Robots of Sherwood: 5/10 inky stars

I know that this ranking is very low compared to how I ranked episodes in Series 7. In hindsight, I would probably re-rank the second half of Series 7 as this episode is infinitely more entertaining than Cold War or Nightmare in Silver for example. Unfortunately, it is still distinctly average, and as I am ranking out of 10, I feel that 5 is the right score for exactly average

Posted in A Madman With A Box | Tagged , ,

Sir Terry Pratchett – 1948-2015

My husband and I also had the pleasure of meeting Sir Terry, or – as our set of friends (AFPers) knew him – Sir Pterry. I met my husband right after he and a mutual friend had been to a CCDE, where another friend’s wonderfully insane Rottweiller had cuddled Sir Terry and left her usual muddy trademark: his t-shirt stopped reading “Less Dead Than Dickens” and read “Less *pawprint* than *pawprint*”. Our mortified friend got a smile of great amusement in return.

My first Discworld Convention was nervewracking. Amazing costumes everywhere, important people everywhere… then later somebody began a jam session in the bar. As I broke into my favourite “Summertime” I was joined by a rich baritone to my left, and when I looked around my voice faded in wonder; the baritone was Terry.

I’m not going to petition Death to bring Terry back to us; I only ask that he take good care of him.

Goodnight good Sir, and thank you for the Soul Music.

Sarah Cawkwell's Blog

It was my extraordinaryprivilegeto meet Sir Terry Pratchett (or just ‘Terry’ as he was then) several times during the course of my late teenage and young adult years. Each one of those meetings was extraordinary for different reasons. Each memoryof those meetingsisprecious, even more so in the wake of his death.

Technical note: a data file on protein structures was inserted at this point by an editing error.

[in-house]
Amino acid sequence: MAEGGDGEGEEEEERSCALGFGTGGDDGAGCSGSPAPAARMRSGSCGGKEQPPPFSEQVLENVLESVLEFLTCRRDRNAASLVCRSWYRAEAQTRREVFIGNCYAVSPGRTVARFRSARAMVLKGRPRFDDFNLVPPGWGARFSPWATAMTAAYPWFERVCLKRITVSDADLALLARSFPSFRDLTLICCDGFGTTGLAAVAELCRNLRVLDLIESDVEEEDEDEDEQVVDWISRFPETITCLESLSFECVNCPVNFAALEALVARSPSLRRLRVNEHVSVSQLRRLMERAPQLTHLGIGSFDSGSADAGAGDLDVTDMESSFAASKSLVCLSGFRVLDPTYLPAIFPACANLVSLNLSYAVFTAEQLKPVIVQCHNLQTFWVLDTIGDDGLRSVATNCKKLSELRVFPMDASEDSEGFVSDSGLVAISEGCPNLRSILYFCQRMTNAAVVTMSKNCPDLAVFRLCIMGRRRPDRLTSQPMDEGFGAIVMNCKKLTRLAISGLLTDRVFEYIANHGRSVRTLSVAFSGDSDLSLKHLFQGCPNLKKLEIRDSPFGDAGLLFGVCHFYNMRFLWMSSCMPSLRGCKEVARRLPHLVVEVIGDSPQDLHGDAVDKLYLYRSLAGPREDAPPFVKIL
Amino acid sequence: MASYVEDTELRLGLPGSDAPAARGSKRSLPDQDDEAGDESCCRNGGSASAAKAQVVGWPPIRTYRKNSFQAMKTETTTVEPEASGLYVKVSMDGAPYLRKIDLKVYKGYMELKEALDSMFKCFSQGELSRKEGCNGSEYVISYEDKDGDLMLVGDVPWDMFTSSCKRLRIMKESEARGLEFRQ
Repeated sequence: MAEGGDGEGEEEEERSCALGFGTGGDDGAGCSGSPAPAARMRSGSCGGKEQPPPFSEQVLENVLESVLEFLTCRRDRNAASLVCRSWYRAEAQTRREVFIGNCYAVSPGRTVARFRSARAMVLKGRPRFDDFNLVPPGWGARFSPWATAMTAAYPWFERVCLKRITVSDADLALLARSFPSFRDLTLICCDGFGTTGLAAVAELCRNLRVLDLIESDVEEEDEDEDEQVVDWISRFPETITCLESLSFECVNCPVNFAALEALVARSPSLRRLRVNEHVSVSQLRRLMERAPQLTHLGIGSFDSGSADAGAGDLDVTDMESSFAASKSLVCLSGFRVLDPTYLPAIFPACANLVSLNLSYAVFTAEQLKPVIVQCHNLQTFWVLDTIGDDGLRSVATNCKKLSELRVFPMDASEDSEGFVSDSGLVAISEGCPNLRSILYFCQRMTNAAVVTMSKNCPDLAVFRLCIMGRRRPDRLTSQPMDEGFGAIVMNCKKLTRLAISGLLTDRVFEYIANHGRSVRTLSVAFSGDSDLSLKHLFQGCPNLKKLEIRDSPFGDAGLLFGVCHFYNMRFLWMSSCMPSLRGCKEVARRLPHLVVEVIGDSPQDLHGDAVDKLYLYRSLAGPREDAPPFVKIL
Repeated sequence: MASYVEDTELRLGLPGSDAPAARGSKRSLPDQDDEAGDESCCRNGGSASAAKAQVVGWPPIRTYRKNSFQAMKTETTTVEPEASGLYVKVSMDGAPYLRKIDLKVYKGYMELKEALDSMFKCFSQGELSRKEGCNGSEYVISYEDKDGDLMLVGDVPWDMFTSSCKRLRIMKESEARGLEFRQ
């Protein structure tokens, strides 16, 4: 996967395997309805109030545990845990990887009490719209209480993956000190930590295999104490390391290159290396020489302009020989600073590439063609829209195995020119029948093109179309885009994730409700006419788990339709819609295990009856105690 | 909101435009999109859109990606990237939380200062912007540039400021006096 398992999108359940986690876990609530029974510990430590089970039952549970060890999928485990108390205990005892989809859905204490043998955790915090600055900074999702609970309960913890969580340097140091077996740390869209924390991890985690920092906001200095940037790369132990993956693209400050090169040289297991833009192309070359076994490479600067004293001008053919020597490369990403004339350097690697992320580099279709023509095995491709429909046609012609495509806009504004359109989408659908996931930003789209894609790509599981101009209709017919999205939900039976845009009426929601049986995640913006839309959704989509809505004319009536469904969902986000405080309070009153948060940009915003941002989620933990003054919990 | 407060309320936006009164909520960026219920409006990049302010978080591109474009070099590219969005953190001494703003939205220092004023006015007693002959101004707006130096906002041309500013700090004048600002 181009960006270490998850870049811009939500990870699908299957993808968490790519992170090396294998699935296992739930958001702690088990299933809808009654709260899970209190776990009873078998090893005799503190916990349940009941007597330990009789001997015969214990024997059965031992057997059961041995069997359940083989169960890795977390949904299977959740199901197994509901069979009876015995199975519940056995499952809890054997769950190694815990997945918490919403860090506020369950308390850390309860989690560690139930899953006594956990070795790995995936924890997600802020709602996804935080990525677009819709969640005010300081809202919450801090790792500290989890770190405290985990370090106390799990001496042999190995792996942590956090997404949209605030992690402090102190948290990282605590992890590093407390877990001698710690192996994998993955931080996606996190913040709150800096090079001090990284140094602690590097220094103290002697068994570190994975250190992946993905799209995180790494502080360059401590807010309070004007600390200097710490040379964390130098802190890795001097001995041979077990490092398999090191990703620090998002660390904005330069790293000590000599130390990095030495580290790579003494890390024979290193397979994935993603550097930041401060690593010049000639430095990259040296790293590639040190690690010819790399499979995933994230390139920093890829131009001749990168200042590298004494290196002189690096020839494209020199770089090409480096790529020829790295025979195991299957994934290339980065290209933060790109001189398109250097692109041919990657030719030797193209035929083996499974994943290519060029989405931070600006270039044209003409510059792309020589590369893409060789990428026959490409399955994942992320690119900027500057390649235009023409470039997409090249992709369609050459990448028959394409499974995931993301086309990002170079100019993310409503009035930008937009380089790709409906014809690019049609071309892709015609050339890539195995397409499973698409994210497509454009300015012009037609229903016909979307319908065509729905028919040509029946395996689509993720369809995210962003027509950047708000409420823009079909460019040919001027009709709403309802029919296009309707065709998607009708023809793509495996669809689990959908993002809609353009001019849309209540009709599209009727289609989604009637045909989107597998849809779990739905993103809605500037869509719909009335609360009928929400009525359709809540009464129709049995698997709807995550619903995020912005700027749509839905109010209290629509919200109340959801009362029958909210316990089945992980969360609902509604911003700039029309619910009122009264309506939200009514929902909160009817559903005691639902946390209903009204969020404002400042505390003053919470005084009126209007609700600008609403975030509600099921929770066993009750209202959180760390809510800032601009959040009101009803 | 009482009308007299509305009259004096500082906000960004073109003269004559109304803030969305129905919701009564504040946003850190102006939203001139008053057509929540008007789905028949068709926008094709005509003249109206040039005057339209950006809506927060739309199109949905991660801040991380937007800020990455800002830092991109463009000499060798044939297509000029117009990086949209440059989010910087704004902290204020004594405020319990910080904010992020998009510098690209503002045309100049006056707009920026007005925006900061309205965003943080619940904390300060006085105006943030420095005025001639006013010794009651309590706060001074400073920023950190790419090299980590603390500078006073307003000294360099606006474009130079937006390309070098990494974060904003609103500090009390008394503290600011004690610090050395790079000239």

Not long after the publication of ‘Equal Rites’ Terry[1] was signing copies at the local bookshop in Crawley. He was not really a household name at this point and a small trickle of people came up to him and got their books signed. I had read his previous works and in a twist of annoying fate, had purchased my copy of ‘Equal Rites’ a week before, down in Chichester whilst at college. Being an impoverished student, I asked him if he wouldn’t be offended if I got him to sign something else…

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I stand quietly

As an autistic adult woman and the mother of an autistic son, whose life is impacted so much more than mine, I cannot read this without weeping.


Dirty, Naked and Happy

I stand quietly while you do somersaults on the bed as you aren’t being naughty, you are just trying to get your out of sync body under control.

I stand quietly by the toilet door every time you need to go, and come with you around the house, and sometimes even just across the room, because I know you can feel truly frightened when you are not near me.

I stand quietly at the supermarket checkout while everyone stares at you barking like a dog and blowing raspberries on my arms to cope with the buzzing lights.

I stand quietly while you tell the baffled shop owner that you are looking for shoes that feel hard like splintered wood because your skin can’t bear soft things.